Tibout Regters (Dordrecht 1710 – 1768 Amsterdam)
The Poulterer’s Shop
Black chalk, grey wash, heightened with white, on blue paper, black ink framing lines, 199 x 168 mm (7.8 x 6.6 inch)
Inscribed ‘de Moni fe: - ’ (black ink, lower right)
- Probably the artist’s posthumous sale, Hendrik de Winter and Jan Yver, Amsterdam, 18 April 1768, Album 2
- Christiaan Sepp (c.1720-1775); his sale, Van der Schley, Amsterdam, 5 December 1775, Album F, lot 27: ‘Een Juffrouw by een Vogelverkoper. Met de pen en gewassen door de Moni’ (to ‘Beyen’, together with F26)
- Professor Johan Quirijn van Regteren Altena, Amsterdam (1899–1980), until sold by his descendants in 2015 (his collector’s mark applied on the verso)
R.J.A. te Rijdt, ‘Tekeningen door Tybout Regters’, Bulletin van het Rijksmuseum, 54, 2006, p. 16, fig. 12
Although this charming drawing was sold as a work by the Leiden ‘fijnschilder’ (fine-painter) Louis de Moni (1698–1771) as early as 1775, it was correctly identified as a rare drawing by Tibout Regters by Robert-Jan te Rijdt in 1995.1 Te Rijdt compared the handling, subject and technique to a drawing of a Lady Receiving a Visitor in the De Grez collection in the Musées Royaux des Beaux-Arts, Brussels (see fig.).2 The Brussels drawing includes a highly similar stone niche through which the scene is observed, which was a popular compositional device among Leiden fijnschilders, following in the footsteps of Gerrit Dou. We can only speculate why our drawing gained a Moni provenance at such an early stage: it is possible that a dealer or auctioneer hoped for an increased price, or maybe Regters’s authorship was simply forgotten.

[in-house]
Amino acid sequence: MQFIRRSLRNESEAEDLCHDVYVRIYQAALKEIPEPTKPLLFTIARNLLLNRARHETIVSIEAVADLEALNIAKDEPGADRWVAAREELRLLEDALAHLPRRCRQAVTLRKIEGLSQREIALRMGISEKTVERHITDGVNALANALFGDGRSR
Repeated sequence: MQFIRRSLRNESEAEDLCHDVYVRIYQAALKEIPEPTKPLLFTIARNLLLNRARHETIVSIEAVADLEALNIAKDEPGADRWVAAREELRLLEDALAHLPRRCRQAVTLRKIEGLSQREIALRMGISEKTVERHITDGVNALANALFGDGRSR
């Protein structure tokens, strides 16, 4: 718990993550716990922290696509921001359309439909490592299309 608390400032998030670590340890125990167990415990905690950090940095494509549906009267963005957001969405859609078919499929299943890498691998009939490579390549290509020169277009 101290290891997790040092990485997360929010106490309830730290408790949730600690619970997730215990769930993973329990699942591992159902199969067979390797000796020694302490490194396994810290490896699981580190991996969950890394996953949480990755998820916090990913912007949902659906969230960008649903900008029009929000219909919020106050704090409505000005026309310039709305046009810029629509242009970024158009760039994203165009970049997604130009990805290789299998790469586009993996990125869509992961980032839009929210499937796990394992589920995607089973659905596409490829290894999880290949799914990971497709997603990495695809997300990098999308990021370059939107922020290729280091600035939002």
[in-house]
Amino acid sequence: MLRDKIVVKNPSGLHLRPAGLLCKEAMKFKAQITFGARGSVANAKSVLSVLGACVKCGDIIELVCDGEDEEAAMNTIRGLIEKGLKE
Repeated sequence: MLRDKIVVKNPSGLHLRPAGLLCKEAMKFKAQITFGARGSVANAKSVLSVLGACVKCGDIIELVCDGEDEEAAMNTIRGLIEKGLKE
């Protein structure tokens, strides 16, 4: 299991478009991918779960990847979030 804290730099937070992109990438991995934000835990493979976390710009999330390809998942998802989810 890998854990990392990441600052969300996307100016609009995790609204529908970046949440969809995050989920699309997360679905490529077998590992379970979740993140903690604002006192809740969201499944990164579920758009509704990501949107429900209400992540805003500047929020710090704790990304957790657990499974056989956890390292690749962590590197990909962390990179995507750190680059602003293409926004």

Tibout Regters was born in Dordrecht, but received his artistic education in Amsterdam, by Jan Maurits Quinkhard (1688–1772), after having studied with several minor masters.3 He settled in Amsterdam as an independent master around 1740 and remained there for the rest of his life. He is mostly known as a portrait painter: his early works are small and individual, and shortly before the middle of the century he started painting small family groups, in which a seeming nonchalance in the arrangement and poses of the figures is characteristic. These works by Regters are among the best ‘conversation pieces’ in Dutch art. After 1751 the artist also made some life-size group portraits of Amsterdam burghers. A few genre paintings of market scenes have survived, similar in subject to the present drawing, and Regters is also known to have made mythological pictures, although none of these is currently known.
1. The attribution was originally made verbally on 5 September 1995, according to a pencil note on the previous mount, and was then published in an article on Regters’s drawings in 2006, loc. cit.
2. Black chalk, heightened with white, on blue paper, 350 x 273 mm; inv. no. 2607; Te Rijdt, op. cit., fig. 13.
3. For Regters, see: R.E.O. Ekkart, Tibout Regters: schilder van portretten en conversatiestukken 1710-1768, exh. cat. Enschede (Rijksmuseum Twenthe) 2006.